7. Write it out.  I tend to express myself better in writing than I do with the speaking, so it’s always worked for me to have a come-to-Jesus with some loose leaf.  I like a little Q&A, though it can just be a rant, or a drawn-out wallow.  Simply expressing it outwardly can extricate it from your body, and leave you some room for relief.
  8. Scream.  Preferably where no one can hear you.  Again, the car works pretty well for this particular option.
  9. Talk to someone.  A friend, parent, spouse, whomever will listen.  Don’t go on and on for an hour, or they may never listen again 😉 but if there’s a trusted someone you can talk to, see if they’ll lend an ear.
  10. Spend time with an animal.  I love dogs, because they just love you.  Cats sometimes let you get close to them, and they might let you pet them, and it’s possible they’ll purr.  Pets don’t carry around the stuff we do, they just love.  You know what they want, and they want to give it right back to you.  I hug my roomy’s dog as often as I can.  I kiss him between the eyes, I talk to him and call him stinky, I’m intoxicated by his dog-smell.  There’s nothing more joyful than watching him swim in the lake.  Even just thinking about him makes me happier.
  11. Find a way to gain some perspective.  I lost a client.  In the scheme of things, so what!?  As I drove away from the house this afternoon, the aforementioned song “I can only imagine” song was on the radio and I was instantly reminded of the video below.  Lost a client?  Boo f’ing hoo.  This dude runs/jumps/swims/bikes in IRONMAN competitions with his full-grown son in tow.  I like to call this method buck-the-f@ck-up, because sometimes the touchy-feely shite doesn’t work, and you just have to knock it out of yourself.  Which I think is what just happened for me (finally!).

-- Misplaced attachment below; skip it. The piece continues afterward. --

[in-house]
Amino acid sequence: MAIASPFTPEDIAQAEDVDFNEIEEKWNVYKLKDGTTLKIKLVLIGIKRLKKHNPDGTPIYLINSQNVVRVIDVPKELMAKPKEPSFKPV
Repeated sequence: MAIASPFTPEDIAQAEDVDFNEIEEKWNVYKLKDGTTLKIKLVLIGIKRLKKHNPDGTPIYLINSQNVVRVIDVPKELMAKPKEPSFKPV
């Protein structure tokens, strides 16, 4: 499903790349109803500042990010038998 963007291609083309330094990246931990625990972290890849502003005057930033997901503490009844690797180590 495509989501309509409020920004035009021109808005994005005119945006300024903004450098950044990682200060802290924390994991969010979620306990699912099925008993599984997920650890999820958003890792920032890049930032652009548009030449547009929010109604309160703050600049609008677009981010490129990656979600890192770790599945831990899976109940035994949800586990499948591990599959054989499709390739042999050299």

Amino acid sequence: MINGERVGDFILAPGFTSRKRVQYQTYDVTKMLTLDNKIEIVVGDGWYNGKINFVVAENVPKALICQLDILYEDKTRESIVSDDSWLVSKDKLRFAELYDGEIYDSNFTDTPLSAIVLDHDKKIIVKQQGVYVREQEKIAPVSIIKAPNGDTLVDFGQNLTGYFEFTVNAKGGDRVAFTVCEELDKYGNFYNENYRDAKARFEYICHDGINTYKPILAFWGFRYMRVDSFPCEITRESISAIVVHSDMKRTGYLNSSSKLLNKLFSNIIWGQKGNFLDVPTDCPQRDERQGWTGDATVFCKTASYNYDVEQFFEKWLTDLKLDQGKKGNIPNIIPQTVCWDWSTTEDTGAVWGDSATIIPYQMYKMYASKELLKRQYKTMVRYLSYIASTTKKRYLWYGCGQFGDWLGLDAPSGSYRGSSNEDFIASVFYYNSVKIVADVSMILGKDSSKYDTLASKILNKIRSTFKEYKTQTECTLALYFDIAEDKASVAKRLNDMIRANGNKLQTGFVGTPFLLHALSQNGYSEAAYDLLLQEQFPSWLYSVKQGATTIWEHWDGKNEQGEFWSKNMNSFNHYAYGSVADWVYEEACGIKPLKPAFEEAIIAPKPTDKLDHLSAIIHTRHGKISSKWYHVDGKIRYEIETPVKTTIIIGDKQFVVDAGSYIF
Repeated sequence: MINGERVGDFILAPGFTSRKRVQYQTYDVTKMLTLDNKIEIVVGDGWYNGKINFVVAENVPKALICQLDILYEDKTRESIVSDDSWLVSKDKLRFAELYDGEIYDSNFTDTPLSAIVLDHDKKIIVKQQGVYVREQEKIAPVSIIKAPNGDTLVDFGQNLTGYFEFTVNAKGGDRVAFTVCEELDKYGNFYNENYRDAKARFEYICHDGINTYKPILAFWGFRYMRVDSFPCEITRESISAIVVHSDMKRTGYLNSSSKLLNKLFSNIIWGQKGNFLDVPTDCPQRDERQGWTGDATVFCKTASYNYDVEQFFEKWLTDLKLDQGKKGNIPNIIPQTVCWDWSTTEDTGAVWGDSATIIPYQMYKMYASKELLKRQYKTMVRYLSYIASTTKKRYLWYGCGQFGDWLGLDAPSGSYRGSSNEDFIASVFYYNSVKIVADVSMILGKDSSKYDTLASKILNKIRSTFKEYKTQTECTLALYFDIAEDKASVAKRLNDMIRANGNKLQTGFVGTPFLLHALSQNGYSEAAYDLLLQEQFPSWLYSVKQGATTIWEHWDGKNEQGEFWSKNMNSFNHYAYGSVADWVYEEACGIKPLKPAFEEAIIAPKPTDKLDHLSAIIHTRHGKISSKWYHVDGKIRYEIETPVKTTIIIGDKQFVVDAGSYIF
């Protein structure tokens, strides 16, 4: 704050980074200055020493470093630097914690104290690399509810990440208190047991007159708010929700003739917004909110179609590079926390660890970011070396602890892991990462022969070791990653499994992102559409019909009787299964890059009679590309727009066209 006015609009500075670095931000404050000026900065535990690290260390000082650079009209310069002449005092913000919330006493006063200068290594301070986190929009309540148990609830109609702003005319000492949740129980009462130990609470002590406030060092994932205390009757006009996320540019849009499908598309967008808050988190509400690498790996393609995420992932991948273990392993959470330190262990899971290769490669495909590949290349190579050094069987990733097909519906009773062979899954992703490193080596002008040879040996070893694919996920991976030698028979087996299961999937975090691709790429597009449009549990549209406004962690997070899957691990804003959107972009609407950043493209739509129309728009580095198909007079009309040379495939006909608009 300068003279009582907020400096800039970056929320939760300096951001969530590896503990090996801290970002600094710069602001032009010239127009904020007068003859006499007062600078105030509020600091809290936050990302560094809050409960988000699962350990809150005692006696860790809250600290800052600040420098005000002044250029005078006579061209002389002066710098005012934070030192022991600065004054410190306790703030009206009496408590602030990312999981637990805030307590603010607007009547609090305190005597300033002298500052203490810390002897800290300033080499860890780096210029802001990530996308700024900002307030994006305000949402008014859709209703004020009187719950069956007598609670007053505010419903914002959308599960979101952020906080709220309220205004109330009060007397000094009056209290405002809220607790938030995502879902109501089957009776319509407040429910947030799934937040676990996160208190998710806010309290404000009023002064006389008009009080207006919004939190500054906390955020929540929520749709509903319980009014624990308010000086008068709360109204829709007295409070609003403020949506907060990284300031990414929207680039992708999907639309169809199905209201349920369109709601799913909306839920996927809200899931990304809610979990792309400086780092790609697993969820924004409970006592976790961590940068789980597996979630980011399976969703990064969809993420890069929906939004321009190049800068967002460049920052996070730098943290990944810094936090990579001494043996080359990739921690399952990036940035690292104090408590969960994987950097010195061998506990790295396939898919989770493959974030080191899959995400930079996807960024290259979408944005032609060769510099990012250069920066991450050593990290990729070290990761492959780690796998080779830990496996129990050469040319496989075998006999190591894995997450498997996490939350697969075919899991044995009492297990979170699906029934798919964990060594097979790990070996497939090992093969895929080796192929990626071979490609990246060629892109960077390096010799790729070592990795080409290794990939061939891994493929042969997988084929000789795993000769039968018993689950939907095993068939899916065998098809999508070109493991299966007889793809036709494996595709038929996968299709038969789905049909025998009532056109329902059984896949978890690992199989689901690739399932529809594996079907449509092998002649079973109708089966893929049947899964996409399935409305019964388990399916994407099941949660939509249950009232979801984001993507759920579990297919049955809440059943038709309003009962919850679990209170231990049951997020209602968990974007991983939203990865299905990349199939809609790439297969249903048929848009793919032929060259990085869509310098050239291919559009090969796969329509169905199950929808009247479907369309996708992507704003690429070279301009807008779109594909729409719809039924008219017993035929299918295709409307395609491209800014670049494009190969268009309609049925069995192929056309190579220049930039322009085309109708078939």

12. Which leads to the last suggestion: help someone else.  Volunteer, stalk old people in parking lots to help them carry things, wait at a door somewhere and just open it for people.  It feels good to help people out, and it moves your focus away from what’s bothering you.

I know I have more than this, so I’ll update when I can think of them.  What works for you?  Leave your suggestions in the comments!  (Also, see if you can make it through Team Hoyt without crying…)

wagon wheel, 1st ed.

Happy Friday, friends!  Here are some nuggets (or nougat, if your taste buds swing that way), that I’ve happened upon during this week’s frolicks amidst the interwebs. 

The 5 Creepiest Urban Legends (That Happen to be True)

Cracked is one of those horribly wonderful sites that ropes you in with some random Facebook post (in this case 6 Great Old-Timey Comics for [Traumatizing] Kids) and then keep you sucked in by peppering each and every page with lists of stupidly innocuous things that for some reason you MUST find out about right this very second.  I found 5 Creepiest when I navigated over to their Horror section, seems like it might actually be worth a read.